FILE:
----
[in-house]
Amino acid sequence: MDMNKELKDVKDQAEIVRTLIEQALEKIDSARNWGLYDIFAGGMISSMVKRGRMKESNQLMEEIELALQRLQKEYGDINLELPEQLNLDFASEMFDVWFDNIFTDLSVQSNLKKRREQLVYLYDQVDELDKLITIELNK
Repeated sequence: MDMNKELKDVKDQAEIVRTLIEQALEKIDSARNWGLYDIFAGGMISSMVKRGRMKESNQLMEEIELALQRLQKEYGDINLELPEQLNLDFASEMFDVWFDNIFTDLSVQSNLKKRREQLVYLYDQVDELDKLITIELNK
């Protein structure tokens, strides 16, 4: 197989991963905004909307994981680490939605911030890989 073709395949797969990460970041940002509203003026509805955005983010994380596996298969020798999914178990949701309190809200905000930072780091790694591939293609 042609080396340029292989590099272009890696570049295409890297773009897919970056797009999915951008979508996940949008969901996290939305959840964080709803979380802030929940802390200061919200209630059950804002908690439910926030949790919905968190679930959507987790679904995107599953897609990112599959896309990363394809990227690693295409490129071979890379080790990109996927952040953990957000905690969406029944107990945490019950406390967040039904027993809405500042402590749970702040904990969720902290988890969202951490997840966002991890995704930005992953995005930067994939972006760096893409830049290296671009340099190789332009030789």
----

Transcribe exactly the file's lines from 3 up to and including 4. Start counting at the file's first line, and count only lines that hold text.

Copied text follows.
Repeated sequence: MDMNKELKDVKDQAEIVRTLIEQALEKIDSARNWGLYDIFAGGMISSMVKRGRMKESNQLMEEIELALQRLQKEYGDINLELPEQLNLDFASEMFDVWFDNIFTDLSVQSNLKKRREQLVYLYDQVDELDKLITIELNK
């Protein structure tokens, strides 16, 4: 197989991963905004909307994981680490939605911030890989 073709395949797969990460970041940002509203003026509805955005983010994380596996298969020798999914178990949701309190809200905000930072780091790694591939293609 042609080396340029292989590099272009890696570049295409890297773009897919970056797009999915951008979508996940949008969901996290939305959840964080709803979380802030929940802390200061919200209630059950804002908690439910926030949790919905968190679930959507987790679904995107599953897609990112599959896309990363394809990227690693295409490129071979890379080790990109996927952040953990957000905690969406029944107990945490019950406390967040039904027993809405500042402590749970702040904990969720902290988890969202951490997840966002991890995704930005992953995005930067994939972006760096893409830049290296671009340099190789332009030789």